Columbia River Mouth and Long Beach Peninsula
Along the northern shore of the Columbia River to Long Beach Peninsula
|Mileage||99 miles (160 km)|
|DurationThe duration is an estimate of a one-way drive and does not include any stops or side-trips.||2 hours, 30 minutes|
|SeasonsThe seasons listed are the best seasons for this scenic drive. If Winter is not mentioned, the road may be closed during the winter.||All Seasons|
|Roadways||US Highway 101, and Washington Highways 103, 4, and 401|
|ServicesThe cities or towns listed have either Food or Services such as gas, hotels, pharmacies, etc.||Kelso, WA▼, Longview, WA▼, Cathlamet, WA▼, Long Beach, WA▼, and Castle Rock, WA▼|
2.9 average from 34 votes
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This scenic drive travels from Kelso along beautiful country roads to mouth of the Columbia River and Leadbetter Point State Park. To reach Kelso, take exit 39 off I-5 and head turn west onto WA-4.
Shortly after Longview, you will see snippets of Mount Solo and the highway will start to hug the Columbia River coast as its name becomes Ocean Beach Highway. In Stella, County Line Park (W1) is a sandy beach which makes a great picnic spot.
Just north of Cathlamet is Julia Butler Hansen National Wildlife Refuge for the Columbian White-tailed Deer (A1). Here cattle and deer co-exist in a symbiotic relationship. In addition, discover elk and more than sixty bird species. There is a three-mile trail here, but the best viewing area is from the road as wildlife tends to scatter when they hear people approach.
In fourteen miles, you will arrive in Grays River, home of Washington’s only covered bridge that can still be crossed. To reach Grays River Covered Bridge (B1), turn left onto Loop Road and follow the signs for the Bridge onto Barr Road.
In Rosburg, the Hudson Bay Company used the Altoona site for trading. From here, a 10-mile side trip can bring you to the site that Lewis and Clark first reported seeing the Pacific Ocean in 1805. For this side trip, turn left onto Altoona Pillar Rock Road (T1) and travel this road with all its twists and turns for about ten miles to the very end, where Pillar Rock lies to the south.
Continuing westward for about 8 miles, you will reach Megler Rest Area and Information Center (I1). This is not only a good place to stretch your legs and get some area information, but you can also see the beautiful Astoria-Megler Bridge (B2), the longest continuous truss bridge in North America. When crossing over, you may see Mount Saint Helens on the east side of the bridge.
After the bridge, the drive continues as US-101 and the road follows the Columbia River until Ilwaco on the Long Beach Peninsula. On the way there, the Fort Columbia State Park (H2) is a nice park to stop and see the original 1898 gun emplacements and museum. As you approach Ilwaco, the mouth of the Columbia River is the widest, and the wildest, being part of the Graveyard of the Pacific. The sand dunes under the Columbia Bar cause rough waters, resulting in the sinking of more than 2,000 large ships since the late 1700s and making the Columbia Bar one of the roughest bars in the world.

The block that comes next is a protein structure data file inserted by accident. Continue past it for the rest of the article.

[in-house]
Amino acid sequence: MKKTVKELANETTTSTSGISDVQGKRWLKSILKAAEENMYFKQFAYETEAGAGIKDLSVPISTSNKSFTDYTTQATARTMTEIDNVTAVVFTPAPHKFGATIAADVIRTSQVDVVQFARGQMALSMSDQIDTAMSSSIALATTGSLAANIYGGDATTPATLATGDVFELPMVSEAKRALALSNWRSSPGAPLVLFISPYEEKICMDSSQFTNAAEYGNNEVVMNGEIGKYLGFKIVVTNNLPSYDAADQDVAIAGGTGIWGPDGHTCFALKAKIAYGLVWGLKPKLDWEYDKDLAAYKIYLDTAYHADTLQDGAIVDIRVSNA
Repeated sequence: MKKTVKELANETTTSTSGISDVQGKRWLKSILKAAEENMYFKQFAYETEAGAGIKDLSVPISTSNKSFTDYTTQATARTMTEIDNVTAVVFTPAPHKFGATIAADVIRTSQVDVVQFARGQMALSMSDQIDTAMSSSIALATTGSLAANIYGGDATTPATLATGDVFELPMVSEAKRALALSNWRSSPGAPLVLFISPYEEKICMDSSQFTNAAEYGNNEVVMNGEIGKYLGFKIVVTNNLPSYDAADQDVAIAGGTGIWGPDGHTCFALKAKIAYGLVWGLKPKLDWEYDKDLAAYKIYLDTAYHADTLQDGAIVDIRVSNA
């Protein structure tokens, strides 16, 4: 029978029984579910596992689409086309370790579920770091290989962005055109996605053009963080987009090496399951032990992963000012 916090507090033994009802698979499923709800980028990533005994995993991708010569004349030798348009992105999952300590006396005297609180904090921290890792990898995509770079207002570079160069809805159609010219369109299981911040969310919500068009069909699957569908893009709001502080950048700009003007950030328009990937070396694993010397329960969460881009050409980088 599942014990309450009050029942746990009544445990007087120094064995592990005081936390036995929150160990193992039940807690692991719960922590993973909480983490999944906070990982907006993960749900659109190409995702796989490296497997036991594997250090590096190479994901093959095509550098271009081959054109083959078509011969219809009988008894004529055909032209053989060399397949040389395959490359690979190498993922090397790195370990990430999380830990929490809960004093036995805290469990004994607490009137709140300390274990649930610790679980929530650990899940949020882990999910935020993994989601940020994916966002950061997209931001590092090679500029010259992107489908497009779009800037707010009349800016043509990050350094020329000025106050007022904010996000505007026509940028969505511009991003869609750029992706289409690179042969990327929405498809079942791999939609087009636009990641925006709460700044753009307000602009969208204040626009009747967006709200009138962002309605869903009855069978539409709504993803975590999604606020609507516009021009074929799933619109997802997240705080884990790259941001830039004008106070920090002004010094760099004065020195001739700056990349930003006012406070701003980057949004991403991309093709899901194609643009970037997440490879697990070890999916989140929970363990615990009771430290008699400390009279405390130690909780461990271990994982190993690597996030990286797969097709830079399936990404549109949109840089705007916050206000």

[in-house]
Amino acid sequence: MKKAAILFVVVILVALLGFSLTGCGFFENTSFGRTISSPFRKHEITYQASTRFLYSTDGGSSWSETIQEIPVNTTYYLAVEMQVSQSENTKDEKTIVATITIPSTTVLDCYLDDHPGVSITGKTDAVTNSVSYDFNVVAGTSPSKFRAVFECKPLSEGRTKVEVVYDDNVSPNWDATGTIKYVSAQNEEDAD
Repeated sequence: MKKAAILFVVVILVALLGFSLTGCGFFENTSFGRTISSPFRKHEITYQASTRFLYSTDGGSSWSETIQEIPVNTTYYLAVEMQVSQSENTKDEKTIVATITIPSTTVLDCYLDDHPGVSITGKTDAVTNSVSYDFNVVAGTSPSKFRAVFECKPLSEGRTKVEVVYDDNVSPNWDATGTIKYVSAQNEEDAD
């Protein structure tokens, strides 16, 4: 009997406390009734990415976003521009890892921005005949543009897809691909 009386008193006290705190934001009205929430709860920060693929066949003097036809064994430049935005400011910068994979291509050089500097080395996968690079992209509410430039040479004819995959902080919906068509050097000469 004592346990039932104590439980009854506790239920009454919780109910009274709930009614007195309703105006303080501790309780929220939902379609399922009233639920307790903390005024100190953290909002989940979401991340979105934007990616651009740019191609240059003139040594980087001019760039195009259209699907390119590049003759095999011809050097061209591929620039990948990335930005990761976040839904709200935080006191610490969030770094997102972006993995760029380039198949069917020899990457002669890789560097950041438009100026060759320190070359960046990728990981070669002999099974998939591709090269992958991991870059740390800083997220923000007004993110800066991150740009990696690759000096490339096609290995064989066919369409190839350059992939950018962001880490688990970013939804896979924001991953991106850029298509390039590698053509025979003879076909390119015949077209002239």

Two and a half miles to the south of Ilwaco on Fort Canby Road is Cape Disappointment and Fort Canby State Park (H3). This is one stop you should not pass up. One of the most beautiful parks on the peninsula, it is home to the Lewis and Clark Interpretive Center (A3) and of the two oldest lighthouses on the Pacific Northwest Coast, Cape Disappointment and North Head.
Returning to Ilwaco, continue North on US 101 towards Seaview. Seaview features 28 miles of hard-packed sand and promotes itself as “the world’s longest beach drive.” Alternatively, continue on WA-103.
Longview is immediately after Seaview and its primary attraction is beaches and is very popular with kite enthusiasts. The Long Beach Boardwalk (W2) has ramp access and is a nice, romantic walk with great views, dunes, and the Pacific Ocean.
Just after Longview, the Pacific Coast Cranberry Research Foundation Museum (M2) is on Pioneer Road. More than half of the Washington Cranberries are grown on this peninsula.
Oysters were very popular in this area during the 1800s, but due to over harvesting, native oysters disappeared by 1900. After a few unsuccessful attempts to reintroduce oysters into this region, Pacific oysters from Japan were successfully introduced in the 1930s. Today, this region is responsible for about twenty percent of American oysters. The Willapa Bay Interpretive Center (A2) is a great place to learn more about oysters and the history of the area.
The drive ends in Leadbetter Point State Park (H1), where there are plenty of foot trails to explore the woods, sand dunes, and beaches. If you visit during spring or fall, you may see several different species of birds migrating.
To head back home, you can follow the same road again. If you wish to explore the Columbia River further, you may follow it by driving on the parallel Lewis and Clark Memorial Highway and the Columbia Gorge. Or if you would like to drive adjacent to the Pacific Ocean, head south on US-101 for the Oregon Coast.